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"No matter how one might try, one cannot be unkind to Mr. Bertini: he can bring one beside oneself with his friendliness and all his finely fragrant Parisian expressions; his music has the feel of pure satin and silk." In his Neue Zeitschrift f├╝r Musik Robert Schumann gave numerous fellow musicians who rubbed him the wrong way a solid piece of his own mind, but he never found anything to hold against Henri Bertini, a French composer who was twelve years his senior. Although he was a little indirect in his praise, he was right: in the music of this once highly esteemed pianist, piano teacher, and composer there is nothing irritating, nothing that might offend good taste - and yet we never have the impression that here we have a composer who eliminated every trace of ┬╗modernity┬ź merely to win public favor. Friendliness apparently was a characteristic trait of this musician who was born in London in 1798 and died in Meylan, near Grenoble, in 1876. He never attempted to go at everything headfirst to prove that it was possible to shatter the sound barrier. His countless ├ętudes and learning pieces were so very popular internationally because a natural music flows in them, offering welcome expressive opportunities to the pupil. And his finely crafted chamber compositions - from the duo sonata to the nonet - form a catalogue's trove of treasures combining a very fine ear with great narrative talent. Two of these magnificent pieces from the late 1830s - the Piano Trio op. 43 and the Nonet op. 107 - inaugurate this vibrant work series that would be a top wish for a complete recording edition and definitely in every way represents a valuable contribution to the repertoire.
"No matter how one might try, one cannot be unkind to Mr. Bertini: he can bring one beside oneself with his friendliness and all his finely fragrant Parisian expressions; his music has the feel of pure satin and silk." In his Neue Zeitschrift f├╝r Musik Robert Schumann gave numerous fellow musicians who rubbed him the wrong way a solid piece of his own mind, but he never found anything to hold against Henri Bertini, a French composer who was twelve years his senior. Although he was a little indirect in his praise, he was right: in the music of this once highly esteemed pianist, piano teacher, and composer there is nothing irritating, nothing that might offend good taste - and yet we never have the impression that here we have a composer who eliminated every trace of ┬╗modernity┬ź merely to win public favor. Friendliness apparently was a characteristic trait of this musician who was born in London in 1798 and died in Meylan, near Grenoble, in 1876. He never attempted to go at everything headfirst to prove that it was possible to shatter the sound barrier. His countless ├ętudes and learning pieces were so very popular internationally because a natural music flows in them, offering welcome expressive opportunities to the pupil. And his finely crafted chamber compositions - from the duo sonata to the nonet - form a catalogue's trove of treasures combining a very fine ear with great narrative talent. Two of these magnificent pieces from the late 1830s - the Piano Trio op. 43 and the Nonet op. 107 - inaugurate this vibrant work series that would be a top wish for a complete recording edition and definitely in every way represents a valuable contribution to the repertoire.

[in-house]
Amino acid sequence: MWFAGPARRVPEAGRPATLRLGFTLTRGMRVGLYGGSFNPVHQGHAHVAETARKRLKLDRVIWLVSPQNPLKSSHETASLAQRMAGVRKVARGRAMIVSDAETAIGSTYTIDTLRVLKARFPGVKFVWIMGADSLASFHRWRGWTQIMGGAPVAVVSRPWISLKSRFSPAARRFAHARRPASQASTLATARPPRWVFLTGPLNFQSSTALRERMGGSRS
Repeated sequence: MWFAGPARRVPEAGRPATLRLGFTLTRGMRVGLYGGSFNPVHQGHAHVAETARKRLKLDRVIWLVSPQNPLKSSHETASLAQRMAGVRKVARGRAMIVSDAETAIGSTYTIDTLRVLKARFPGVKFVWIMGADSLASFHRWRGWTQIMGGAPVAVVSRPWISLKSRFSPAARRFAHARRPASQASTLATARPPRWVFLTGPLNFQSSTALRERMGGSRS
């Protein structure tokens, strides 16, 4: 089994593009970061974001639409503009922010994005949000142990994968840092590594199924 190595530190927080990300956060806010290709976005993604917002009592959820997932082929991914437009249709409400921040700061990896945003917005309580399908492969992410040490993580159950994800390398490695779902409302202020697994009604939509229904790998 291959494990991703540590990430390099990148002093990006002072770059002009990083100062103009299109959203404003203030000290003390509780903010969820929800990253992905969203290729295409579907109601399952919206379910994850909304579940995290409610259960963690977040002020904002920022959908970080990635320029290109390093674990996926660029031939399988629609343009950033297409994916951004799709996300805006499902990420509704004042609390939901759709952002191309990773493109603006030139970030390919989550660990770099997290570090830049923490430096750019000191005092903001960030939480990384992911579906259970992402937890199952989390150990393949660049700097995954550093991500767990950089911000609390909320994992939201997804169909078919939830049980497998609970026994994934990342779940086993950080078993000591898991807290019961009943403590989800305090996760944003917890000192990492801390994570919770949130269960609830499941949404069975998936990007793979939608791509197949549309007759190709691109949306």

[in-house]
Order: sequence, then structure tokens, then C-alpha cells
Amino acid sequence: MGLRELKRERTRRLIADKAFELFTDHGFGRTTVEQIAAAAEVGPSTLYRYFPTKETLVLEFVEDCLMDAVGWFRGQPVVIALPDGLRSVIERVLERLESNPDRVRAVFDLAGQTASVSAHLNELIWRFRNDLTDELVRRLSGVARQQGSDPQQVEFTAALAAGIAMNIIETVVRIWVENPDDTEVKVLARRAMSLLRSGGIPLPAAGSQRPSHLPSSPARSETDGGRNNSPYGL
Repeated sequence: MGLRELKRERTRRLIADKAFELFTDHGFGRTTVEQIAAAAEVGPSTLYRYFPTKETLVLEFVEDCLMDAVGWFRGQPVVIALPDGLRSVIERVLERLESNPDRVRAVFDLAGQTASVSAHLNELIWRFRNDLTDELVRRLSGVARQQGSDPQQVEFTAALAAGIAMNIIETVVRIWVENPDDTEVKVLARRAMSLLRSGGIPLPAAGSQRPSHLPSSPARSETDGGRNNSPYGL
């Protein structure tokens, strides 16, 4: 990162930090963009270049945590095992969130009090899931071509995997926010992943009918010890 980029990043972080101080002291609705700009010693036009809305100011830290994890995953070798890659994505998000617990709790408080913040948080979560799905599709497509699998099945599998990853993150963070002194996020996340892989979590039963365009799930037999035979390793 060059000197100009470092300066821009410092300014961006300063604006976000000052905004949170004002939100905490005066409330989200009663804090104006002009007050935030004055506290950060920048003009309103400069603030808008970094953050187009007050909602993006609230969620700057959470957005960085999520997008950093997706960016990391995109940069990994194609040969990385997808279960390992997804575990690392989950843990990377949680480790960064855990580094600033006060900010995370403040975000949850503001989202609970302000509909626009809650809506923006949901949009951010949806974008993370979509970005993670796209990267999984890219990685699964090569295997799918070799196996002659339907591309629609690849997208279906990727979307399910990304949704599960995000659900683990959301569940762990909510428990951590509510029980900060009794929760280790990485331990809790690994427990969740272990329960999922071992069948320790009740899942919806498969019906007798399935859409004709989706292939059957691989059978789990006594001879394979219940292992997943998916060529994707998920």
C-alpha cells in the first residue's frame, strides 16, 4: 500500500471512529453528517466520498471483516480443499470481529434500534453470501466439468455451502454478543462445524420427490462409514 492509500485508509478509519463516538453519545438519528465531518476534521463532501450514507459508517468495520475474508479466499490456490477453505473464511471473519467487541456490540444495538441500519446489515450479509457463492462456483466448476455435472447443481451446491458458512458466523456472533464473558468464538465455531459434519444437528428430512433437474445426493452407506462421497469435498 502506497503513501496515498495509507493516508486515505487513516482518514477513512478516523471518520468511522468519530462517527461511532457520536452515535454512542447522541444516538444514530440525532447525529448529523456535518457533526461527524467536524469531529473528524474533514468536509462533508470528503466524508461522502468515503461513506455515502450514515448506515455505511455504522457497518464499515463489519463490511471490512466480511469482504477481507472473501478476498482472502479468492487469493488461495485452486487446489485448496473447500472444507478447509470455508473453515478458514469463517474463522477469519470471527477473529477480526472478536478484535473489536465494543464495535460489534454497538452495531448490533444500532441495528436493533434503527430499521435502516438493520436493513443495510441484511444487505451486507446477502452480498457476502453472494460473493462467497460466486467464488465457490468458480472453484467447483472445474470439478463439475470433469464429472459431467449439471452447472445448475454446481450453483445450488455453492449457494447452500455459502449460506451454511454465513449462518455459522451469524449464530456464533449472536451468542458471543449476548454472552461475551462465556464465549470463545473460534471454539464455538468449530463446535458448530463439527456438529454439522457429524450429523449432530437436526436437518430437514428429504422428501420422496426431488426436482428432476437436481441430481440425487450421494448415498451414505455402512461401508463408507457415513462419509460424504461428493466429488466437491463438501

761203536320

Details

Format: CD
Label: CPO RECORDS
Rel. Date: 10/15/2021
UPC: 761203536320

Nonetto 107
Artist: Bertini / Linos Ensemble
Format: CD
New: in stock $14.99
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"No matter how one might try, one cannot be unkind to Mr. Bertini: he can bring one beside oneself with his friendliness and all his finely fragrant Parisian expressions; his music has the feel of pure satin and silk." In his Neue Zeitschrift f├╝r Musik Robert Schumann gave numerous fellow musicians who rubbed him the wrong way a solid piece of his own mind, but he never found anything to hold against Henri Bertini, a French composer who was twelve years his senior. Although he was a little indirect in his praise, he was right: in the music of this once highly esteemed pianist, piano teacher, and composer there is nothing irritating, nothing that might offend good taste - and yet we never have the impression that here we have a composer who eliminated every trace of ┬╗modernity┬ź merely to win public favor. Friendliness apparently was a characteristic trait of this musician who was born in London in 1798 and died in Meylan, near Grenoble, in 1876. He never attempted to go at everything headfirst to prove that it was possible to shatter the sound barrier. His countless ├ętudes and learning pieces were so very popular internationally because a natural music flows in them, offering welcome expressive opportunities to the pupil. And his finely crafted chamber compositions - from the duo sonata to the nonet - form a catalogue's trove of treasures combining a very fine ear with great narrative talent. Two of these magnificent pieces from the late 1830s - the Piano Trio op. 43 and the Nonet op. 107 - inaugurate this vibrant work series that would be a top wish for a complete recording edition and definitely in every way represents a valuable contribution to the repertoire.

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